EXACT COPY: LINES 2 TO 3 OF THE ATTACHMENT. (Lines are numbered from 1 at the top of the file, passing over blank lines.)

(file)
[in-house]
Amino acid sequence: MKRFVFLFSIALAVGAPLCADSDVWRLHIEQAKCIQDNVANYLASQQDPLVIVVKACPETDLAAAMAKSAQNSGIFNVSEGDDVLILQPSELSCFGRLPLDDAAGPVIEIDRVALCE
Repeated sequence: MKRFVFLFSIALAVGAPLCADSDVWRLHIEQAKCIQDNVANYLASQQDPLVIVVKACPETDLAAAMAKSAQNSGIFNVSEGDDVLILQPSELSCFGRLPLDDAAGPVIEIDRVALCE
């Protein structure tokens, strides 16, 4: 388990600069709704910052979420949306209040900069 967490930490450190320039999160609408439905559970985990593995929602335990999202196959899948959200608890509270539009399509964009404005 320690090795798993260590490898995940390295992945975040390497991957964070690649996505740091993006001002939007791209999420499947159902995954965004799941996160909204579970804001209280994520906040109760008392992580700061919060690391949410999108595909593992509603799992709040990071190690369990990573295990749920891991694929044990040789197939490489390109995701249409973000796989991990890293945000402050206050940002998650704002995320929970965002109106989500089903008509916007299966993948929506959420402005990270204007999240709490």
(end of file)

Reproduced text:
Amino acid sequence: MKRFVFLFSIALAVGAPLCADSDVWRLHIEQAKCIQDNVANYLASQQDPLVIVVKACPETDLAAAMAKSAQNSGIFNVSEGDDVLILQPSELSCFGRLPLDDAAGPVIEIDRVALCE
Repeated sequence: MKRFVFLFSIALAVGAPLCADSDVWRLHIEQAKCIQDNVANYLASQQDPLVIVVKACPETDLAAAMAKSAQNSGIFNVSEGDDVLILQPSELSCFGRLPLDDAAGPVIEIDRVALCE